Who’s bankrolling you?
To date, the business has received seed funding from Connect Ventures, BoxGroup, Peter Read, and Siraj Khaliq (Co-Founder of Climate.com and Atomico partner), the amount of which is undisclosed.
Snap.hr is currently profitable and is also looking to build on its initial investment in the future, in order to scale the business across further markets and grow the team.
What advice would you give other entrepreneurs trying to secure that kind of finance?
One piece of advice that I would give other entrepreneurs is to always stay focused on the end goal. Keeping our goals in mind when speaking with investors has allowed us to become profitable in a short space of time.
What do you believe the key to growing this business is?
For us the key is our cutting-edge AI and machine learning technology combined with our team of in-house experts.
What metrics do you look at every day?
At Snap.hr we’re always monitoring our hiring and retention rates. Traditional recruiters act in between candidates and companies to sell both parties to each other, this means that sometimes the role isn’t quite what a candidate expected and they only learn this on their first day – leading to a large percentage of people moving to a new company within the first three months.
However, we put candidates and companies in direct communication and by doing so, Snap.hr is enabling them to work out if there’s a good fit.
As a result, over 95 per cent of candidates who have been placed via Snap.hr are still in the same role six months after being hired.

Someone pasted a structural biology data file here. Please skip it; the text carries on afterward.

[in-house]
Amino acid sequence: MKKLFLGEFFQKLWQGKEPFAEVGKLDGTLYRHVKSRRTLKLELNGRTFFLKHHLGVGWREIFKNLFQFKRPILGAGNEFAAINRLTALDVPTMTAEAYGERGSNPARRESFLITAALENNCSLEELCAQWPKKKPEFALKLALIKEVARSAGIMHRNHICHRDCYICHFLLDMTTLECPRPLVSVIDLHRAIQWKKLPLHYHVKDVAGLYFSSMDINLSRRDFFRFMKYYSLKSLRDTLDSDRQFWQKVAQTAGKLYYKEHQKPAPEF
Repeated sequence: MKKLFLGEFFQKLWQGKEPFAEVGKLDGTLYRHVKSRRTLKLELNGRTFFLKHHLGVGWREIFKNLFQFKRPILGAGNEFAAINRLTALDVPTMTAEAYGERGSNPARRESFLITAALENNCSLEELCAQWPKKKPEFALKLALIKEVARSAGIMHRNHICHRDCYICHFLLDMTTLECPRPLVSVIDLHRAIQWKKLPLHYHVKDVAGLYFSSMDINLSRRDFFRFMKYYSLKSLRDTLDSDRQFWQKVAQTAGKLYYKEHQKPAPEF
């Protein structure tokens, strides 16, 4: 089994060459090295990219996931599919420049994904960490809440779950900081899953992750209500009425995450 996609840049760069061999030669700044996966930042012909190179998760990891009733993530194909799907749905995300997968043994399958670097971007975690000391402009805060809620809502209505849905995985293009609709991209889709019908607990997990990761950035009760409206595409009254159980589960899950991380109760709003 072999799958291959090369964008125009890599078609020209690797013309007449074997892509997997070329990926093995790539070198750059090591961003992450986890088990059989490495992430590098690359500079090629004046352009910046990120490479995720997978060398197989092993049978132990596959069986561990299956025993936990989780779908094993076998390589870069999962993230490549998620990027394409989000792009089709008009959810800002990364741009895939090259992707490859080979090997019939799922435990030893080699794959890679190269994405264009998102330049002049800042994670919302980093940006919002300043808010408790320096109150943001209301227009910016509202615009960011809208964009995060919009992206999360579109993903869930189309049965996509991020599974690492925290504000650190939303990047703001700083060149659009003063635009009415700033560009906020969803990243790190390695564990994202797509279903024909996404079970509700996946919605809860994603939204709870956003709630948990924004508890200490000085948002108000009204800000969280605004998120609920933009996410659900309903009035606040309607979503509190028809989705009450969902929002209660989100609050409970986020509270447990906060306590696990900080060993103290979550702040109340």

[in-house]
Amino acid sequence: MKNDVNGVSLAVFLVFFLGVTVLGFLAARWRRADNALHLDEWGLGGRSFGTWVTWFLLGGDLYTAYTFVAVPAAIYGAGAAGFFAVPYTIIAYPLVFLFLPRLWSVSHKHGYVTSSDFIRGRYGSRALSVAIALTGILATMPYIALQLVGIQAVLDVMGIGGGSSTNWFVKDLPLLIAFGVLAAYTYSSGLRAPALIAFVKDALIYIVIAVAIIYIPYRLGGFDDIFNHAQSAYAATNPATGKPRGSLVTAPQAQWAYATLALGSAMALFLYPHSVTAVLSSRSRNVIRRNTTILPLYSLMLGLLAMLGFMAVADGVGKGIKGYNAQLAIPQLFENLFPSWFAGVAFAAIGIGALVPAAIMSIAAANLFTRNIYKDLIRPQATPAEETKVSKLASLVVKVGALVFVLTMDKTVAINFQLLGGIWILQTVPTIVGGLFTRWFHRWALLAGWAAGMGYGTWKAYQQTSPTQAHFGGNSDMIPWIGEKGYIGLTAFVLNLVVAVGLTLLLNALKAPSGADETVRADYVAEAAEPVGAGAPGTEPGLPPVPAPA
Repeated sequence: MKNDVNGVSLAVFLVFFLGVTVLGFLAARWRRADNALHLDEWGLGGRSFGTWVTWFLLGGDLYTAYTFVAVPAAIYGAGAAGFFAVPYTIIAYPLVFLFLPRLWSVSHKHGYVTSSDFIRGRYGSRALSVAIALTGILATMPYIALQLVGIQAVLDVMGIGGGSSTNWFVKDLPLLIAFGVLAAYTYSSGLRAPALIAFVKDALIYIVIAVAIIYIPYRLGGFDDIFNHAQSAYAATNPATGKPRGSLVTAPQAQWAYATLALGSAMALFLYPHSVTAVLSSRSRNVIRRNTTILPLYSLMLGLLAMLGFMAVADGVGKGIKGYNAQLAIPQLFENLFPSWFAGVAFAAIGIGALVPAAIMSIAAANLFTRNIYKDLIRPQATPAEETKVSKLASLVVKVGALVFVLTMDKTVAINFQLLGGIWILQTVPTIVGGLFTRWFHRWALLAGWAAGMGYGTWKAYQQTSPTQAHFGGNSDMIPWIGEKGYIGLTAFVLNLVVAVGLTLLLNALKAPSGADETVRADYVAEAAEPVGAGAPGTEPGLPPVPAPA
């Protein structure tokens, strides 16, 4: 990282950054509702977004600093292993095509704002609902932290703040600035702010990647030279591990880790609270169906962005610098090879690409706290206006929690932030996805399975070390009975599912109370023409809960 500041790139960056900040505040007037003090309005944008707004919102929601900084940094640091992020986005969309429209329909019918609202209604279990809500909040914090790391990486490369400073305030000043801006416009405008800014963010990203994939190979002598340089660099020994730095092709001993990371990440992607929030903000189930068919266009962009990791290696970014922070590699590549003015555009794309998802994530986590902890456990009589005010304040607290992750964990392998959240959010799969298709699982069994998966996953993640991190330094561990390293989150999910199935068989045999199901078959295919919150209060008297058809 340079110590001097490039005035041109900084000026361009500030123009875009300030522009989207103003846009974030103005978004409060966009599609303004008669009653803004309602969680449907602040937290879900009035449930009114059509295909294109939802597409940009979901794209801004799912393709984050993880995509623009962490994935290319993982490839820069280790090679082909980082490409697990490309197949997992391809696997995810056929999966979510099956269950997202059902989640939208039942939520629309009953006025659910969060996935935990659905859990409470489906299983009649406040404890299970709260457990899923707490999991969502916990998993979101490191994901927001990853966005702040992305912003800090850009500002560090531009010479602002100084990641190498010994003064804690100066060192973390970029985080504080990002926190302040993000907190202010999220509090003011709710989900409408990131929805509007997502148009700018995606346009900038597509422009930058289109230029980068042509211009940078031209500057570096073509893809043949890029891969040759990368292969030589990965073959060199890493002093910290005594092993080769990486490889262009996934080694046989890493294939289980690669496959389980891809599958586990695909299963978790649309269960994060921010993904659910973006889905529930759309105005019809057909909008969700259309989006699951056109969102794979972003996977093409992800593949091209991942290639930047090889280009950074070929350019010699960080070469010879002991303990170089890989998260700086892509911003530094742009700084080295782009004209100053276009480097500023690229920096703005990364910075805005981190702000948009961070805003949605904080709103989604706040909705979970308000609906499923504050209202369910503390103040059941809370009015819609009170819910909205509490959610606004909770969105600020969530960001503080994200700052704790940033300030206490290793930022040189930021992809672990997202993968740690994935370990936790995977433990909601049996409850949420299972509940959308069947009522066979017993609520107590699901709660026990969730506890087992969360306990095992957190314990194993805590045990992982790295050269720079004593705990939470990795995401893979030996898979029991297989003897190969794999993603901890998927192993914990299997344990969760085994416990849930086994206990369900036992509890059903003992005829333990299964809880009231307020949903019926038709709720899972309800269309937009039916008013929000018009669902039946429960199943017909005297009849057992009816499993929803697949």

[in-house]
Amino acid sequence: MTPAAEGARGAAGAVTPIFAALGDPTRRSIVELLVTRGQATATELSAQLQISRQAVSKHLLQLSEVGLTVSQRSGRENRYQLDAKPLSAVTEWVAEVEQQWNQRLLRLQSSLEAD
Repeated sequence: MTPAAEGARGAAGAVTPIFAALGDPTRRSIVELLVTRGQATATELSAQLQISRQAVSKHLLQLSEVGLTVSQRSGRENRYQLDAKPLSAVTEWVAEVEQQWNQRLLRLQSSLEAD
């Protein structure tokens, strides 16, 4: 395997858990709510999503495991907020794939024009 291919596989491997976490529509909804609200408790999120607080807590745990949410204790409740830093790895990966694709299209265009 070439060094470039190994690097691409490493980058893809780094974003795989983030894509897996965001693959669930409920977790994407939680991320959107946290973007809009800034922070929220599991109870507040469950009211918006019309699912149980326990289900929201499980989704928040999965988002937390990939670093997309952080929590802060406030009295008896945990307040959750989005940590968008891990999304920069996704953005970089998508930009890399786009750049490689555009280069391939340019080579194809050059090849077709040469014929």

What’s been the most unexpectedly valuable lesson you’ve learnt so far?
We’ve learnt how important it is to be in the right market at the right time. Currently, the demand for good developers in the UK is very high and given that our goal is to help the best tech talent discover their ideal job, the UK is one of the ideal markets for us to be in right now.
What’s been your biggest mistake so far?
There haven’t been too many mistakes along the way but we have learned that it’s very important to plan ahead.
At Snap.hr we’ve always had the vision of where we wanted to go, but when we first started we didn’t spend a lot of time thinking about how to achieve our goals. Now we focus far more on reviewing our targets, say for the next 24 months, and evaluating the company each month to ensure these ambitions are met.
What do you think is on the horizon for your industry in the year ahead?
Technological advances are fundamentally changing the industry and will continue to do so over the coming months.
Snap.hr’s vision is to use technology to reshape the way you find your next job, by combining AI innovation with human intelligence.
Which London start-up/s are you watching, and why?
There are so many London startups doing great things but right now for me Improbable, DeepMind and Babylon Health are the companies to watch as they apply cutting edge tech to enormous real-world problems, which I believe will be transformational, if they work.